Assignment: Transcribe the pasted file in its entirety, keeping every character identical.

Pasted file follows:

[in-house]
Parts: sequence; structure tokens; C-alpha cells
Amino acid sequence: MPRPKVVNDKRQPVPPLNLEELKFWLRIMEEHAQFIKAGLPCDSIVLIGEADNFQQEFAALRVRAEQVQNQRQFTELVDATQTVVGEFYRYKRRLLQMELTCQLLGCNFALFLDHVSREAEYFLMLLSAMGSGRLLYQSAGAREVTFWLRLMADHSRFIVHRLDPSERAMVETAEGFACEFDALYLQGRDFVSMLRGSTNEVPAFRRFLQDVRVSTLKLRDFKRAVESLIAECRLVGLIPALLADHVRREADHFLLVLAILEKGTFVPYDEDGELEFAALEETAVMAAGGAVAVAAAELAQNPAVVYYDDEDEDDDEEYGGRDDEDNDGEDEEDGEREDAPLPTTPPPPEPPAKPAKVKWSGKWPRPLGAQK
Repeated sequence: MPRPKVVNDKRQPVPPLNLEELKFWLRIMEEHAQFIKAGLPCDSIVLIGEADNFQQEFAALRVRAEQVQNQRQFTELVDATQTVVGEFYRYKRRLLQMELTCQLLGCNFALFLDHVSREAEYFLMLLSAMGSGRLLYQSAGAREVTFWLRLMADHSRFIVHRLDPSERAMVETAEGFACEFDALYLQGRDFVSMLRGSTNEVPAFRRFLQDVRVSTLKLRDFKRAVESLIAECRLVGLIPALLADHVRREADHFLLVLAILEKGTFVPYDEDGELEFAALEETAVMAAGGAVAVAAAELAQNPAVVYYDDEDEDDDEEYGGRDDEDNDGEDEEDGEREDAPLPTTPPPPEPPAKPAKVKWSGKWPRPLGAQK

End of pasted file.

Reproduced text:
[in-house]
Parts: sequence; structure tokens; C-alpha cells
Amino acid sequence: MPRPKVVNDKRQPVPPLNLEELKFWLRIMEEHAQFIKAGLPCDSIVLIGEADNFQQEFAALRVRAEQVQNQRQFTELVDATQTVVGEFYRYKRRLLQMELTCQLLGCNFALFLDHVSREAEYFLMLLSAMGSGRLLYQSAGAREVTFWLRLMADHSRFIVHRLDPSERAMVETAEGFACEFDALYLQGRDFVSMLRGSTNEVPAFRRFLQDVRVSTLKLRDFKRAVESLIAECRLVGLIPALLADHVRREADHFLLVLAILEKGTFVPYDEDGELEFAALEETAVMAAGGAVAVAAAELAQNPAVVYYDDEDEDDDEEYGGRDDEDNDGEDEEDGEREDAPLPTTPPPPEPPAKPAKVKWSGKWPRPLGAQK
Repeated sequence: MPRPKVVNDKRQPVPPLNLEELKFWLRIMEEHAQFIKAGLPCDSIVLIGEADNFQQEFAALRVRAEQVQNQRQFTELVDATQTVVGEFYRYKRRLLQMELTCQLLGCNFALFLDHVSREAEYFLMLLSAMGSGRLLYQSAGAREVTFWLRLMADHSRFIVHRLDPSERAMVETAEGFACEFDALYLQGRDFVSMLRGSTNEVPAFRRFLQDVRVSTLKLRDFKRAVESLIAECRLVGLIPALLADHVRREADHFLLVLAILEKGTFVPYDEDGELEFAALEETAVMAAGGAVAVAAAELAQNPAVVYYDDEDEDDDEEYGGRDDEDNDGEDEEDGEREDAPLPTTPPPPEPPAKPAKVKWSGKWPRPLGAQK